Posted in | Packaging | Recycling

Researchers Develop New Method to Convert Plastic Waste into Insulation Foams

Each year, millions of tons of waste across the globe are caused by end-of-life vehicles, with their rubber, metal and plastic components.

Hughette Roe/Shutterstock.com

Now, a Research team has proposed a new idea where coconut oil can be used to recycle the plastic parts in the end-of-life vehicles and re-use them as foams in several industries such as automotive, construction and packaging. The study has been reported in ACS Sustainable Chemistry & Engineering.

Polyurethane (PUR) and recycled polycarbonate (PC) are suitable materials for cushions, building insulation, packaging products and refrigerators; however, plastic car components would have difficulty reaching that point.  

While it would be easy to reprocess certain plastic waste released by vehicles, a more laborious chemical recycling method is required to reprocess the PUR and PC materials.  Moreover, the process is hindered by paints and coatings on PUR and PC plastics from vehicles, ultimately leading to deterioration of the recycled product. Similarly, adding certain types of recycled PUR and PC materials to current-generation of insulation foams can make the foams either too brittle or too dense. While Researchers have come up with many chemical recycling methods, only a few of them have attempted to make useable products with the PC and PUR materials.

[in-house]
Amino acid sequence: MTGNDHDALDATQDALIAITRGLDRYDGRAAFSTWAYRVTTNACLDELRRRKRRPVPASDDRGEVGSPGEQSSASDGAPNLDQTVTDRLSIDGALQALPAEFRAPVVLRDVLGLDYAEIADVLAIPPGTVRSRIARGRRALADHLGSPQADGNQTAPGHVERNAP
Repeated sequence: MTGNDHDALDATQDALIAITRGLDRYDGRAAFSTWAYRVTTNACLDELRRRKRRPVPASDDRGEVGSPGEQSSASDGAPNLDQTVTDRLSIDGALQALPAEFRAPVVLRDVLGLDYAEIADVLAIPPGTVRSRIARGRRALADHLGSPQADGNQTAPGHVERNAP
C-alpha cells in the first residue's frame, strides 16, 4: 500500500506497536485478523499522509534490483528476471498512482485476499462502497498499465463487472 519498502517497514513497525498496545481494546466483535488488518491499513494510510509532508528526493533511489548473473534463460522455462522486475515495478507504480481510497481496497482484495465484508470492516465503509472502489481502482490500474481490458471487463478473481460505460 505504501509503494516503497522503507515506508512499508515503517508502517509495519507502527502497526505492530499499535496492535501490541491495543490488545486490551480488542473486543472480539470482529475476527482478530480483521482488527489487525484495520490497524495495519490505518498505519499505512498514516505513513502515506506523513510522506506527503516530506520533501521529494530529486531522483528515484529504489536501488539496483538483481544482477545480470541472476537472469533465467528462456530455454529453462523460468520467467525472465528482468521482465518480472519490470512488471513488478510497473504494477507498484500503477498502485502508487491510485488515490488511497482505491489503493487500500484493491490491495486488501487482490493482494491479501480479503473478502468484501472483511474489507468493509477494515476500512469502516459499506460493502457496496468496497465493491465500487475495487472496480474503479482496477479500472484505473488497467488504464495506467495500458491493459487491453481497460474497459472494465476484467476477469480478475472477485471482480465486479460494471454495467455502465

In order to increase the applications of these materials, Aleksander Prociak, Hynek Beneš, and colleagues wanted to adopt an innovative method that converts PUR and PC materials into recycled materials. Earlier, the Researchers had demonstrated that PC can be degraded by coconut oil. Here, the Researchers came up with a new method to recover PUR and PC materials from waste car plastics using microwaves and coconut oil. This resulted in a recycled, renewable, non-degradable product, which can be integrated with an existing foam without compromising the integrity of the insulation foam.

This novel material was also shown to be stable at high temperatures and hence can be integrated into insulating materials for the construction sector.

Tell Us What You Think

Do you have a review, update or anything you would like to add to this news story?

Leave your feedback
Submit